With country architecture for structured private sector engagement now effectively in place, Grow Africa will support countries to identify commercial investment opportunities in priority value chains through business cases and match them to potential investors.

An estimated US$30 million worth of potential investments has been identified

In partnership with country stakeholders driving the CAP-F agenda in Malawi and Uganda, Grow Africa hosted Investment Facilitation Conferences in both countries, in March and April 2019 respectively.

Potential investors in key value chains were convened, investment prospects showcased, and robust public-private sector dialogue occasioned on investor challenges and solutions. From these forums, six potential investors were identified, and Grow Africa is supporting the two countries to formalize these potential investments into Term sheets.

Grow Africa is in advanced discussions with an Africa-based company in the coffee industry looking to invest in an agri-processing programme designed to contribute to reshaping the disparities of the African value chain in the coffee sector particularly in Cote d’Ivoire.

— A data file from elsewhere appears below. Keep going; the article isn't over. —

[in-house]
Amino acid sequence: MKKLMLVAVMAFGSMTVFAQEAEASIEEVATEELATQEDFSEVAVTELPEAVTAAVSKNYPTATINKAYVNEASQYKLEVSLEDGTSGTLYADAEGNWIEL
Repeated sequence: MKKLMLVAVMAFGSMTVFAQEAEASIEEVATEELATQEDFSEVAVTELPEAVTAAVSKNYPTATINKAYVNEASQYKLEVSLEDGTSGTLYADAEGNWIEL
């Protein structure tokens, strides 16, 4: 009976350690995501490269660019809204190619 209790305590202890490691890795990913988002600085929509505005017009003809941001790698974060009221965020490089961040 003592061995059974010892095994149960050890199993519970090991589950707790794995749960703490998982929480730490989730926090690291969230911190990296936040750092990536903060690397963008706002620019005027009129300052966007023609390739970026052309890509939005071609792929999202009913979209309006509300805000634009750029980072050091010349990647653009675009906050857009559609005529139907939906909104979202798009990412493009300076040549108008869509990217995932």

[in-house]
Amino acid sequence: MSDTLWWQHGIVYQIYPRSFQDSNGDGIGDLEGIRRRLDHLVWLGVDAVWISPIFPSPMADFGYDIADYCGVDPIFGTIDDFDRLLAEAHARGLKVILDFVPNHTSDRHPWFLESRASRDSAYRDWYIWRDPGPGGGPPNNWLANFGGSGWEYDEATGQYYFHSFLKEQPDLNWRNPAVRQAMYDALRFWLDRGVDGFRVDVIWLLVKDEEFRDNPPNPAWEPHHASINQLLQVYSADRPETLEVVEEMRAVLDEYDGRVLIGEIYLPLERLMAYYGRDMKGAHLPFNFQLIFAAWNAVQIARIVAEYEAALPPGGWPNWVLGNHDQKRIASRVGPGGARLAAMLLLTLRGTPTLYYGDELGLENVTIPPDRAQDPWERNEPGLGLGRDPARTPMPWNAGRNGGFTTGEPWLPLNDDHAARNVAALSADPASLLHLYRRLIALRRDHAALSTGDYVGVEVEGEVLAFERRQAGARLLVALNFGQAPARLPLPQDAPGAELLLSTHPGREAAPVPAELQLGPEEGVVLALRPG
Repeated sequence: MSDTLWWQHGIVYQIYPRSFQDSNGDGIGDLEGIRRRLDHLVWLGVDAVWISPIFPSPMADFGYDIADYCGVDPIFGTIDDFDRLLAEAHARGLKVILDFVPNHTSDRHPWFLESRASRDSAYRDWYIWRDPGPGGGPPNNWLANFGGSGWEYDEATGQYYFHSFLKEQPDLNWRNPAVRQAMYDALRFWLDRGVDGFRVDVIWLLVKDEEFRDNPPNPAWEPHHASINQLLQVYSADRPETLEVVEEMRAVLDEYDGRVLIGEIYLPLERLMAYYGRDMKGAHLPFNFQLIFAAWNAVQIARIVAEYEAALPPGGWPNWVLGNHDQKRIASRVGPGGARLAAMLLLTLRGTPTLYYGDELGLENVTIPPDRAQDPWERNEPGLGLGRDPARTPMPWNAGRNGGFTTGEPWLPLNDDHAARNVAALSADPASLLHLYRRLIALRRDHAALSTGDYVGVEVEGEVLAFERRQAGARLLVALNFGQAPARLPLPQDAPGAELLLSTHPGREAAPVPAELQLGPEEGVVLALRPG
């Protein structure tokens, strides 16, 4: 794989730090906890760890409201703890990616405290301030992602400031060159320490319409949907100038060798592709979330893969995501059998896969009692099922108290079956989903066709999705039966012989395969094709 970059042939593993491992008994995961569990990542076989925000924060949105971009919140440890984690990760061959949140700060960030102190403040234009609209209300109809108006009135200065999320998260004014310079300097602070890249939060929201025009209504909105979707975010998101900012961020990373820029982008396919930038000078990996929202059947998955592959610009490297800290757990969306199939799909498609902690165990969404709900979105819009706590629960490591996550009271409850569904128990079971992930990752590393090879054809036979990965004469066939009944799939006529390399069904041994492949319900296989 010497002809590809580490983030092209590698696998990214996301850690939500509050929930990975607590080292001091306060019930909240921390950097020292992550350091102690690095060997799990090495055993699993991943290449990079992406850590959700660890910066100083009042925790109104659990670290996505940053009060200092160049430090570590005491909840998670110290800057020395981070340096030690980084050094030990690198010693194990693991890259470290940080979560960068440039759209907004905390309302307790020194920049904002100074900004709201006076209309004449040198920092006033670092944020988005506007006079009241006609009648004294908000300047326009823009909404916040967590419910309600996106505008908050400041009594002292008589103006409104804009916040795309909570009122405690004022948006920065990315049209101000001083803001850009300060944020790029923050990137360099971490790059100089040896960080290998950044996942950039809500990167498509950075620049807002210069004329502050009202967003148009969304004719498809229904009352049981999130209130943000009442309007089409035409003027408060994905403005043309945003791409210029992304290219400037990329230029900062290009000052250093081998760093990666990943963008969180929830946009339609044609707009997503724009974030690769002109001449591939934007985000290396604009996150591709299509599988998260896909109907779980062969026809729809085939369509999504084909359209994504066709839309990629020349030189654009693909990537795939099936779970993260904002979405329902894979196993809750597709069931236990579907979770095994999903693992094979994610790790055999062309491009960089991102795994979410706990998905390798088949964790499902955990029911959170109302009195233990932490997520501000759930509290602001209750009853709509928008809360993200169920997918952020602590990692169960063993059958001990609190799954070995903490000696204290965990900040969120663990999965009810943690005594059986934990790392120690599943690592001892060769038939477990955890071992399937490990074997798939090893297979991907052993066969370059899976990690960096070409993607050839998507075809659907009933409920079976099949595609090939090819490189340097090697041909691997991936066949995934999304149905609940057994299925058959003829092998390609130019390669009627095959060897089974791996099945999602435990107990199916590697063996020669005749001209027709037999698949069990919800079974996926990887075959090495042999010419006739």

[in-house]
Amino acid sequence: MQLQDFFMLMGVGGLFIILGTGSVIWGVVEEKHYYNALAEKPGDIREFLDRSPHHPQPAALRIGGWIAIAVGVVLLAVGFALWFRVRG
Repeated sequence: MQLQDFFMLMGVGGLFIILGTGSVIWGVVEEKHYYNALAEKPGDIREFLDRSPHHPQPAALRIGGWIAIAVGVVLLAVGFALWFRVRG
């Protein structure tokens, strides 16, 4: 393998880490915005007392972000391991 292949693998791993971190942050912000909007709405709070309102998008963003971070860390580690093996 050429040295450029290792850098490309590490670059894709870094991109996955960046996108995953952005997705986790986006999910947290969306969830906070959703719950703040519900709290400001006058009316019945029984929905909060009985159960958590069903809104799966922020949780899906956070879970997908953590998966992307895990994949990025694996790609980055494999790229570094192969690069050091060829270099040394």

The investment will see an improvement of the local coffee variety quality, strengthening of the coffee value chain, profit sharing with local producers (smallholder farmers) and implementation of capacity development initiatives.

Grow Africa has entered into a partnership with John Deere, An American corporation with global footprint specializing in the manufacturing of agricultural, construction and forestry machineryfor potential investment in rice and cassava mechanization in Ghana. The investment will render postharvest, processing and marketing activities more efficient and effective

Looking Ahead

Given Grow Africa’s continental mandate, the programme will continue to support countries to institute the Country Agribusiness Partnership Framework for structured investment mobilisation in agriculture, with a target of reaching 15 AU member states in 2019.

A Term Sheet is a document signed between two or more parties summarizing the principle terms of a proposed investment by a company in a specific country. It is developed for the purpose ofsetting out the terms of proposed investments to facilitate the required approvals from the government as well as other parties to the agreement.